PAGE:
There are more influencers in your sale than last year, but you could turn that into an advantage.

Anyone in the Business-to-business selling world has heard it every year – for years. The number of people at customers involved in the group buying decision – the buying ecosystem — has grown. Again.  Research houses as respected as CSO insights have been tracking it for at least a decade, as far back as I bothered looking.

If you believe all of the sales methodology purveyors out there, this is a challenge to be managed. You meet the challenge by using tools to capture the complexity and manage it. This works, but the unspoken message is that more people makes the selling problem harder. In other words, you shouldn’t change the number.

None of these experts look at the causes of the increase to uncover different coping strategies. To me, the less you know about why the buying ecosystem is growing, the less you can manage it effectively.

Why is it happening?

Are products/services getting more complex?  In certain industries, they are – absolutely.  However, ecosystems are expanding in industries that aren’t innovating or introducing more complex products.  Thus, Increasing product/service complexity probably isn’t the predominant driver.

Buying organizations are becoming more complex.  I’ve watched over the decades asmanycompanies have developed sub-specialties, then sub-sub-specialties.  In other words, organizations have narrower silos, and more of them…silos have evolved into soda straws.

 Not only does this expand decision teams….it means that organizations are excluding some marginally involved departments in order to streamline those teams.  There is internal resistance to adding wider perspectives – to avoid social complexity.  As a result, even though more people are involved in a decision, a less complete section of the true problem scope might be represented.  The team simultaneously becomes more dysfunctional (bigger) andnarrows solution focus.  Yikes.

Here’s where it gets really messy. Problem definition by a too-narrow team suffers when teams self-educate (as we’ve all heard many times now, customers complete the majority of their decision before engaging any sales person).  When organizations get more narrowly siloed, decision criteria narrow.  All this happens while group difficulty in building consensus rises.

Sounds hopeless, no? Does it sound familiar?  Research shows that “no decision” is winning more often, and this dynamic explains why.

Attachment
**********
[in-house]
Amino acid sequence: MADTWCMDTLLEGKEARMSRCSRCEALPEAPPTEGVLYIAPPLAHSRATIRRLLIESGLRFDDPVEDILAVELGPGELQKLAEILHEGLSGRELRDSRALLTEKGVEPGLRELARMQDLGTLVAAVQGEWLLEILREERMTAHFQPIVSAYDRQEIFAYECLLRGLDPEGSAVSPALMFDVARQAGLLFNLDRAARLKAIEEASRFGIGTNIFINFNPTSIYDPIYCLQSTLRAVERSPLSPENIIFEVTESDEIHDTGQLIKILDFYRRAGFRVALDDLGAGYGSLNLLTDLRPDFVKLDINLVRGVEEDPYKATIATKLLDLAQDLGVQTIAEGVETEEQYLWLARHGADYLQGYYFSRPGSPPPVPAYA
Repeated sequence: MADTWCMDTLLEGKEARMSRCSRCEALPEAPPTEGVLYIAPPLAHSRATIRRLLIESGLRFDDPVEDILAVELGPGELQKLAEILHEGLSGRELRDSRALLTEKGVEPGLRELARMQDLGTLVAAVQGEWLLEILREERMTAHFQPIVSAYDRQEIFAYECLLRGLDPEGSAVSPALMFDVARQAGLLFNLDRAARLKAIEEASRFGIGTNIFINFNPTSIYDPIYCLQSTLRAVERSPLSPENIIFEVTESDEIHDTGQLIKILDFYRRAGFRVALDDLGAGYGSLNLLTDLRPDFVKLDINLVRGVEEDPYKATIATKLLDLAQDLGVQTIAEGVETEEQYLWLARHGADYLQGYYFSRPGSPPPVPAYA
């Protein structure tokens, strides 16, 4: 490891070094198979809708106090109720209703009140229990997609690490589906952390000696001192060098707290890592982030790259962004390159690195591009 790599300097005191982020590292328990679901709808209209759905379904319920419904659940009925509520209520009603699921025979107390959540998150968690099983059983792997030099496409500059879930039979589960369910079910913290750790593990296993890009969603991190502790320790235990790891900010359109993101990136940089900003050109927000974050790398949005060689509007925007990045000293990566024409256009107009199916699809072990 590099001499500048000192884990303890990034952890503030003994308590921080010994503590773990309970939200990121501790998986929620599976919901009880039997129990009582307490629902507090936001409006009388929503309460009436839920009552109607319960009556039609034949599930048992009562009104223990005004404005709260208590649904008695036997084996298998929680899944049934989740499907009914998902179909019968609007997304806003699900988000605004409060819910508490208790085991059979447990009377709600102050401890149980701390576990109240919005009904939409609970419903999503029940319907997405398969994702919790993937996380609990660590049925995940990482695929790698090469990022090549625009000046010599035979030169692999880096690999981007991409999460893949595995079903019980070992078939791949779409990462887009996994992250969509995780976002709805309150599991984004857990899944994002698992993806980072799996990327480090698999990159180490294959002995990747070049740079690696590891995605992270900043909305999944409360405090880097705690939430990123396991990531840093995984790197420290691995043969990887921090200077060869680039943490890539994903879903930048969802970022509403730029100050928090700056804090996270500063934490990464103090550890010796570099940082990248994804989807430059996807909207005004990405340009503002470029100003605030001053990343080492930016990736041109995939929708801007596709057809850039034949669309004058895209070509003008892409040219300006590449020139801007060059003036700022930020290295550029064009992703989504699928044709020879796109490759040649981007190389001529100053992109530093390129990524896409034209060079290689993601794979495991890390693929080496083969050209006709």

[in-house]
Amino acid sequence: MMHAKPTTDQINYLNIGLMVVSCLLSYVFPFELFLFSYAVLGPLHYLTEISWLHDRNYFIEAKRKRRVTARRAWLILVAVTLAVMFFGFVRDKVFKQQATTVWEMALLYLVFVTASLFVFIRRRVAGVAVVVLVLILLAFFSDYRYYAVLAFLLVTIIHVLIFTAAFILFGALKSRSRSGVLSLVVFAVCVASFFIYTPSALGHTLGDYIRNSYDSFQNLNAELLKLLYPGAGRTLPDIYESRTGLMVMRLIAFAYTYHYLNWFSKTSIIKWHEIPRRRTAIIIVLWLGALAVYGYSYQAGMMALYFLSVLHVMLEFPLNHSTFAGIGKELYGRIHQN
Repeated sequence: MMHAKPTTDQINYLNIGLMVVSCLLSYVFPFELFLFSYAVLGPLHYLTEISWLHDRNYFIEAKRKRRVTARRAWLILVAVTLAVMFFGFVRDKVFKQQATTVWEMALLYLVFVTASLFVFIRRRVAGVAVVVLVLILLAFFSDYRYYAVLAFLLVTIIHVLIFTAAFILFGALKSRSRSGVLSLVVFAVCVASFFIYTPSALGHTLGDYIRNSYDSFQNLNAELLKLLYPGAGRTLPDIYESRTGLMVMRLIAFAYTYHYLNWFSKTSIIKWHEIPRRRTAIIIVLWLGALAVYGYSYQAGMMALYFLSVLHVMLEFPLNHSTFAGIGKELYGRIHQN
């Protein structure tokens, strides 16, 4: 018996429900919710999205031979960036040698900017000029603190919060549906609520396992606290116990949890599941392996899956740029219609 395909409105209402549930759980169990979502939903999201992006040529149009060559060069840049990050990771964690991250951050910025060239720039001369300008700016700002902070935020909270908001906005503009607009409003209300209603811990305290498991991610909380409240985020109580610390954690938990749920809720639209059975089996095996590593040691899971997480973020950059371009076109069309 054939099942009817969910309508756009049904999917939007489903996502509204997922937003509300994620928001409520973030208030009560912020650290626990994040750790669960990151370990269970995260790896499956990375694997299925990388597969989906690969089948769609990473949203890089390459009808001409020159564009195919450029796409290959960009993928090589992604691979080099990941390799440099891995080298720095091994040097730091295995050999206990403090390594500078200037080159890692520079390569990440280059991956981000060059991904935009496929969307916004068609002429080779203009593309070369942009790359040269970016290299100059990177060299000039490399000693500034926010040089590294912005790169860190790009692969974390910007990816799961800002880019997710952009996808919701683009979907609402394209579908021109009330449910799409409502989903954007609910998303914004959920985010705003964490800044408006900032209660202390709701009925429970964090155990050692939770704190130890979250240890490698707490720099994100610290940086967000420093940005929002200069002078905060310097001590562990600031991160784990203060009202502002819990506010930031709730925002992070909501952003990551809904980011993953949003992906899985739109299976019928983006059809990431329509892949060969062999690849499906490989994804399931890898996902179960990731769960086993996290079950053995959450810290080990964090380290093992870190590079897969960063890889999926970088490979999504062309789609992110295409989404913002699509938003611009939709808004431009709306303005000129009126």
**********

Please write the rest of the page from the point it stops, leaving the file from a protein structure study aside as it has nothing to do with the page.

Manage the Increased Complexity?  Or Shape It?

Conventional selling wisdom tells us to minimize group decision complexity.  The natural advice is to  keep anyone who wasn’t already assigned to the decision ecosystem out of the mix.  This makes some sense…until you have a differentiated product…whose value extends beyond conventional boundaries.  Spoiler alert:  this happens more often than most selling organizations think.

I’ve heard this conventional seller story so many times:.  “I sold to all my personas, but I was blind-sided when a competitor engaged in ways I didn’t”. “That competitor sold to executives, and to departments who I thought weren’t even involved”.

What just happened?  The winner sold to people outside of the conventional ecosystem.  When they did, multiple silos were involved. Thus, an executive needed to engage to make sure that cross-silo value was validated, purchased and implemented correctly.

The lessons:

  • Sell wider. Build value wherever your solution creates it, and strategically add people with a natural affinity to your solution to the ecosystem.
  • Sell Higher: executive selling. By demonstrating wide benefits (in executive-level language), you can be “introduced down” to additional influencers – again, who are natural allies.

Many of your competitors aren’t selling this way. They buy in to conventional selling wisdom, and try to keep things simple.  They are selling the same way they were before customers siloed, then sub-siloed.

Expanding buying organizations isn’t for the faint of heart. It’s also dangerous if your sales people don’t have the business acumen to build value for additional outcomes…and to talk executive language.  However, it’s what sellers who blind-side their competitors are doing. Somebody’s figured it out.

Do you want to be the windshield or the bug?  Do you want to weather the storm…or do you want to be the storm?

Did you find this thought-provoking?  Please share. Or, Comment below.  Contact me if you’d like to talk about building a sales organization that is the danger.

Pin It on Pinterest